DETROIT — The general public got its first good look under the hood of the General Motors Corporation last week after the government released internal company documents that translated into layman’s terms the cryptic language used by auto makers and mechanics for years.
“Your carburetor needs to be replaced on account of a condition with the fuel-to-air ratio of a multi-port injection system that does not perform to design,” said Larry Underwood, a GM Certified Service employee.
Translation: Your Chevy Cobalt came off the assembly line without an engine.
“Some customers pretend to know what the hell I’m going on about,” admitted Underwood, “but more often than not, the mumbo-jumbo just earns me a blank stare and a blank check, as customers beg me to fix their car ASAP.”
As the acting head of the National Highway Traffic Safety Administration sees it, “GM must rethink the corporate philosophy reflected in the documents we reviewed,” which suggest terminology to be used to obscure potentially serious safety defects.
In fact, the 2008 documents recommend against using the term “defect” at all, along with other inflammatory terms like, “widow-maker,” “deathtrap,” and “Hindenburg.” Instead, the training materials suggest the blanket alternate term, “a perfect excuse for your family rent a limousine, wear slimming black outfits, and stop traffic for the day.”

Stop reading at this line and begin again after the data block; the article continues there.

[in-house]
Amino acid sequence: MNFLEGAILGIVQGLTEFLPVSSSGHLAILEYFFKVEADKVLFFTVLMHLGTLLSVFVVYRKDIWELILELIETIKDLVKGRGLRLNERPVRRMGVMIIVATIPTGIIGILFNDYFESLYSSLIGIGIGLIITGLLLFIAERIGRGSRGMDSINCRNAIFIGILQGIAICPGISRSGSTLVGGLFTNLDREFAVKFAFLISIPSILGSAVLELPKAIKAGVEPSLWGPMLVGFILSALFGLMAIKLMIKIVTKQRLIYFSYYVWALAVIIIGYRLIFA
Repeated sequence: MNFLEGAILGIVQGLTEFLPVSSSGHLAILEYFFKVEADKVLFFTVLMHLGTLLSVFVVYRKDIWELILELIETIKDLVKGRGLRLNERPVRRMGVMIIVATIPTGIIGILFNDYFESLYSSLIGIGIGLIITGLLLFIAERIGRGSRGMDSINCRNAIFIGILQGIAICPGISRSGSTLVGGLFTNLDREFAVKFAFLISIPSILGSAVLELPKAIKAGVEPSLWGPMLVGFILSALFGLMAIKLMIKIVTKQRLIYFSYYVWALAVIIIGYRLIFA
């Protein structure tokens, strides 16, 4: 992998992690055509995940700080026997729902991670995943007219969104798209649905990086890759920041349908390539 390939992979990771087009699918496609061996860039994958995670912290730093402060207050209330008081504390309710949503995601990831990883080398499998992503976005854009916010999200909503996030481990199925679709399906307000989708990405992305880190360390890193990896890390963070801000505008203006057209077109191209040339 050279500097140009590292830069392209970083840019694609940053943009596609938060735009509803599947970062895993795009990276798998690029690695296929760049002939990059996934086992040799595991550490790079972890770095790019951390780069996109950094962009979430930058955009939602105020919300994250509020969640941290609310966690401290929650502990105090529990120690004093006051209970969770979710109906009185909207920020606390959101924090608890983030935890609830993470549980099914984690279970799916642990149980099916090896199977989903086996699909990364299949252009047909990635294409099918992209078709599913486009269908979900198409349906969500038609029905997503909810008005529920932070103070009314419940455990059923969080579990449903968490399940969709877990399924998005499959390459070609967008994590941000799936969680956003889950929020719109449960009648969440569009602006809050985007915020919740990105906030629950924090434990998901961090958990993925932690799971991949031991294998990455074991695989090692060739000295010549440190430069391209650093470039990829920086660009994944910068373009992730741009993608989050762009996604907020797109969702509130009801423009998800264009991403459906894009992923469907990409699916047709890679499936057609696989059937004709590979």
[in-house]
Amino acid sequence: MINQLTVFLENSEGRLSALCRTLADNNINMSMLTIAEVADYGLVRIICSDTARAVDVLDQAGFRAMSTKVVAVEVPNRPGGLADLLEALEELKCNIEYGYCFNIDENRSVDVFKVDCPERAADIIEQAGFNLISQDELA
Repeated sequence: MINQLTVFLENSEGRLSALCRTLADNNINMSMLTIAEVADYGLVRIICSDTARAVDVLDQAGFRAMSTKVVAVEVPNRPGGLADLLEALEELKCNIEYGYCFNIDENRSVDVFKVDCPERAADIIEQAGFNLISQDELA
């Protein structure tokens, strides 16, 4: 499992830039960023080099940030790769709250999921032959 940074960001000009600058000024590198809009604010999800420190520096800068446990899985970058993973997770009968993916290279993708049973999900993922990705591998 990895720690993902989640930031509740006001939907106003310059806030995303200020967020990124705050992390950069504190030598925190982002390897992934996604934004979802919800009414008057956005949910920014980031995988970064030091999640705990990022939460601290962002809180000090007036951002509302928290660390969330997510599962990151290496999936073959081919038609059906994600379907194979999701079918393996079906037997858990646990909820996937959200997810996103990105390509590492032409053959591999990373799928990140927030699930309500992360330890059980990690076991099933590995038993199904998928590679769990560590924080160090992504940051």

“We didn’t want to unnecessarily concern customers by raising red flags,” said Underwood. “We aimed to provide service with a smile and a veneer of patronizing confidence that glistens cherry red until the lead-based paint causes memory loss and numbness.”
The automaker just agreed to pay a $35 million federal fine and submit to heightened government oversight after it became clear that the company hid a defect in the design of an ignition switch linked to at least 13 deaths. As part of the agreement, GM also will replace the ill-defined “Check Engine” light in their cars with a more descriptive “Check Life Insurance Policy” warning.
Greg Martin, a spokesman for GM, argues that the company has come to embrace transparency. Said Martin, “Today’s GM encourages employees to discuss safety issues, which is reinforced through GM’s recently announced Speak Up for Safety Program.”
As for drivers who are unable to speak up because they are pinned between the steering column and the footwell of a defective GM vehicle, Martin suggested they should “press the OnStar button to log a complaint with customer support.”